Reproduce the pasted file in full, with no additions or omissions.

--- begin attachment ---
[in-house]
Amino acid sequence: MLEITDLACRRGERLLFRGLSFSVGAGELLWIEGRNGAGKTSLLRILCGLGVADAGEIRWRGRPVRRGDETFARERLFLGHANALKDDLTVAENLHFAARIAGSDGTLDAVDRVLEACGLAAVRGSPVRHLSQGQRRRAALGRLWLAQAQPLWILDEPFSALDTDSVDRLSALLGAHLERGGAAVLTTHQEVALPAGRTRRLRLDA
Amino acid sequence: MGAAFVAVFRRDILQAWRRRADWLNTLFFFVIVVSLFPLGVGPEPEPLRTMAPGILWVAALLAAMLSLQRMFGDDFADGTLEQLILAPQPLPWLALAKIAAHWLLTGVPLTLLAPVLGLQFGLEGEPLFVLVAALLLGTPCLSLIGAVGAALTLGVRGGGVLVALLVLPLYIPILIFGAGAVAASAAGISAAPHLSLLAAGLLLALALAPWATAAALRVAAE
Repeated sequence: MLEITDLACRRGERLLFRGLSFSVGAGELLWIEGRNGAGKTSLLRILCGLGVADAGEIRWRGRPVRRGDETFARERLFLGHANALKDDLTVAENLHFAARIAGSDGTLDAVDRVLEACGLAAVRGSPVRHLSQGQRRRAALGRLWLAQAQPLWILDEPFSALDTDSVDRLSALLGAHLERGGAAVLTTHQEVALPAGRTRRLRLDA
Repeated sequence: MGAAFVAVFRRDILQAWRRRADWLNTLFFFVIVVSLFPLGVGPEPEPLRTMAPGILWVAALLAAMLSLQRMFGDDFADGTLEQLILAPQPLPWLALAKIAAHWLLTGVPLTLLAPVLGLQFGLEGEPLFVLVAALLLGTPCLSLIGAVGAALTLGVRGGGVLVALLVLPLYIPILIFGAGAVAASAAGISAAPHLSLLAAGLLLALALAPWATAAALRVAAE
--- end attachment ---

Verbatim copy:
[in-house]
Amino acid sequence: MLEITDLACRRGERLLFRGLSFSVGAGELLWIEGRNGAGKTSLLRILCGLGVADAGEIRWRGRPVRRGDETFARERLFLGHANALKDDLTVAENLHFAARIAGSDGTLDAVDRVLEACGLAAVRGSPVRHLSQGQRRRAALGRLWLAQAQPLWILDEPFSALDTDSVDRLSALLGAHLERGGAAVLTTHQEVALPAGRTRRLRLDA
Amino acid sequence: MGAAFVAVFRRDILQAWRRRADWLNTLFFFVIVVSLFPLGVGPEPEPLRTMAPGILWVAALLAAMLSLQRMFGDDFADGTLEQLILAPQPLPWLALAKIAAHWLLTGVPLTLLAPVLGLQFGLEGEPLFVLVAALLLGTPCLSLIGAVGAALTLGVRGGGVLVALLVLPLYIPILIFGAGAVAASAAGISAAPHLSLLAAGLLLALALAPWATAAALRVAAE
Repeated sequence: MLEITDLACRRGERLLFRGLSFSVGAGELLWIEGRNGAGKTSLLRILCGLGVADAGEIRWRGRPVRRGDETFARERLFLGHANALKDDLTVAENLHFAARIAGSDGTLDAVDRVLEACGLAAVRGSPVRHLSQGQRRRAALGRLWLAQAQPLWILDEPFSALDTDSVDRLSALLGAHLERGGAAVLTTHQEVALPAGRTRRLRLDA
Repeated sequence: MGAAFVAVFRRDILQAWRRRADWLNTLFFFVIVVSLFPLGVGPEPEPLRTMAPGILWVAALLAAMLSLQRMFGDDFADGTLEQLILAPQPLPWLALAKIAAHWLLTGVPLTLLAPVLGLQFGLEGEPLFVLVAALLLGTPCLSLIGAVGAALTLGVRGGGVLVALLVLPLYIPILIFGAGAVAASAAGISAAPHLSLLAAGLLLALALAPWATAAALRVAAE